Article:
Arizona has joined the list of states considering sports betting legislation in 2019. Earlier today, Senator Sonny Borrelli filed SB 1158 seeking to authorize the state’s Indian Tribes to offer sports wagering in casinos and install betting kiosks in locations with a bar license, beer and wine bar license or a private club license.
Hat tip to state lobbyist Steve Brubaker for finding the bill first.
Under SB 1158, Arizona’s gaming tribes would have the exclusive right to offer sports betting, although they will be permitted to enter lease or rental agreements with other people who have one of the required licenses to place betting kiosks on their premises.
The bill also calls for the Arizona Department of Gaming “in a manner that is consistent with the regulation of tribal gaming” in the state. Some details in this bill are still hazy, such as whether or not SB 1158 allows prop wagers on individual athletes in team sports.
SB 1158 defines a legal sports wager as betting on “the score, point total, point spread or performance of a team in a team sport or on the score, point total, point spread or performance of an individual athlete in a non-team sport.”
Upon a closer read, that provision appears to specifically exclude betting on the performances of individual athletes in team sports. If that’s the intention, SB 1158 would preclude most prop bets.
The bill’s definition of sports betting also excludes “wagering on sporting events that is prohibited by the national collegiate athletic association.” Online and mobile sports betting is not mentioned in the bill.
Senator Borelli is listed as the bill’s prime sponsor. Representatives Mark Finchem and Leo Biasiucci are both listed as co-sponsors.
Arizona Sports Betting a Surprise?
That a sports betting bill would drop in Arizona may come as a surprise to some considering it is one of the few states that still prohibit daily fantasy sports and online horse racing betting. DraftKings, FanDuel, BetAmerica, TwinSpires and others all avoid the Arizona market due to the state’s restrict online gaming laws.
However, there have been numerous indications over the past year that attitudes towards sports betting in Arizona may not be as opposed as one might think just by looking at the dearth of fantasy sports and horse racing sites.
One indication was Arizona Governor Doug Ducey’s statement praising the Supreme Court decision to overturn the federal sports betting ban last year. He called it “positive news” and said the decision gives the state “options that could benefit our citizens and our general fund.”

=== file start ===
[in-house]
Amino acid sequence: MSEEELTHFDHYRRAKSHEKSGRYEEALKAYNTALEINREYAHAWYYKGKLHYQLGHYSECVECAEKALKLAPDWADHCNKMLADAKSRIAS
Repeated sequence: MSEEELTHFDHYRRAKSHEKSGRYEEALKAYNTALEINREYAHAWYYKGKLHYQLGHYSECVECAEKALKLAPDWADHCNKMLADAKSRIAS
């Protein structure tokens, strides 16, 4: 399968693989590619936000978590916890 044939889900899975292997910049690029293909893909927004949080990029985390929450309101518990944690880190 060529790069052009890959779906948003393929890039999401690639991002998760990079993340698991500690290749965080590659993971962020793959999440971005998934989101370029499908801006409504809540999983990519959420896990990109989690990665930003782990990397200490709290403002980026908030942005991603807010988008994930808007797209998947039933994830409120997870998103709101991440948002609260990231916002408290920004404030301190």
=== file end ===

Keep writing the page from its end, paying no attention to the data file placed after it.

Arizona Attorney General Mark Brnovich also applauded the decision. Brnovich, former director of the Arizona Department of Gaming, had previously penned an op-ed and contributed to an amicus brief urging the Supreme Court to allow states the right to regulate sports betting as they see fit.
Tucson.com reported last year that the governor was already negotiating with Arizona’s gaming tribes to modernize their gaming compacts. According to Ducey spokesman Daniel Scarpinato, the state is considering offering the tribes exclusive control over sports betting in return for giving the sate a bigger share of gaming proceeds.
SB 1158 appears at first glance to line right up with that proposal as it gives Indian tribes the exclusive right to operate sports betting kiosks throughout the state and specifically states “no other person or entity may operate sports betting.”
Current gaming compacts between the state and tribes designate anywhere from 1 to 8% of their gaming revenue each year to the state, cities, towns and counties in which tribal casinos are located.
This bill also seems likely to gain the support of at least some tribal groups. In 2018, the Navajo Nation’s attorney said he thinks “the Navajo Nation is very interested in sports betting and in finding ways to expand their casino offerings.”
With at least three state reps, the governor, attorney general and Navajo Nation all on the same page (or at least in the same ballpark), Arizona’s sports betting proponents do have a legitimate shot at legalization.
Dealing with the existing gaming compacts between the state and tribes will be a complicating factor here, but how much of a hurdle that actually ends up being will depend entirely on how negotiations go between the state and tribes.